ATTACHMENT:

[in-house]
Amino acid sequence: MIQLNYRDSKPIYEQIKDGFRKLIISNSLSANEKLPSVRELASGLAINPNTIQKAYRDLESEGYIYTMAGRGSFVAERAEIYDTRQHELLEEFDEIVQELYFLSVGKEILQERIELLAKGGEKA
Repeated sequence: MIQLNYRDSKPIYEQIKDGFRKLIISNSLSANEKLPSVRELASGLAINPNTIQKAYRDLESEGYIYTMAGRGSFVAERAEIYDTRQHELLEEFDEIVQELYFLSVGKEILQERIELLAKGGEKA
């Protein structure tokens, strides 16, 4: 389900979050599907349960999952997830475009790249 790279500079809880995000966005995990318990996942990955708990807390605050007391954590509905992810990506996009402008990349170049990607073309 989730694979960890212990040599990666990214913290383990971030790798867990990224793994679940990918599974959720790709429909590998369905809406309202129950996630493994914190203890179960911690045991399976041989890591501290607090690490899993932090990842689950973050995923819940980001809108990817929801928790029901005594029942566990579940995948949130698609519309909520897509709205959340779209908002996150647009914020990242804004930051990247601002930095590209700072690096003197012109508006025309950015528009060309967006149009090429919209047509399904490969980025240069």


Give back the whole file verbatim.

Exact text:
[in-house]
Amino acid sequence: MIQLNYRDSKPIYEQIKDGFRKLIISNSLSANEKLPSVRELASGLAINPNTIQKAYRDLESEGYIYTMAGRGSFVAERAEIYDTRQHELLEEFDEIVQELYFLSVGKEILQERIELLAKGGEKA
Repeated sequence: MIQLNYRDSKPIYEQIKDGFRKLIISNSLSANEKLPSVRELASGLAINPNTIQKAYRDLESEGYIYTMAGRGSFVAERAEIYDTRQHELLEEFDEIVQELYFLSVGKEILQERIELLAKGGEKA
């Protein structure tokens, strides 16, 4: 389900979050599907349960999952997830475009790249 790279500079809880995000966005995990318990996942990955708990807390605050007391954590509905992810990506996009402008990349170049990607073309 989730694979960890212990040599990666990214913290383990971030790798867990990224793994679940990918599974959720790709429909590998369905809406309202129950996630493994914190203890179960911690045991399976041989890591501290607090690490899993932090990842689950973050995923819940980001809108990817929801928790029901005594029942566990579940995948949130698609519309909520897509709205959340779209908002996150647009914020990242804004930051990247601002930095590209700072690096003197012109508006025309950015528009060309967006149009090429919209047509399904490969980025240069």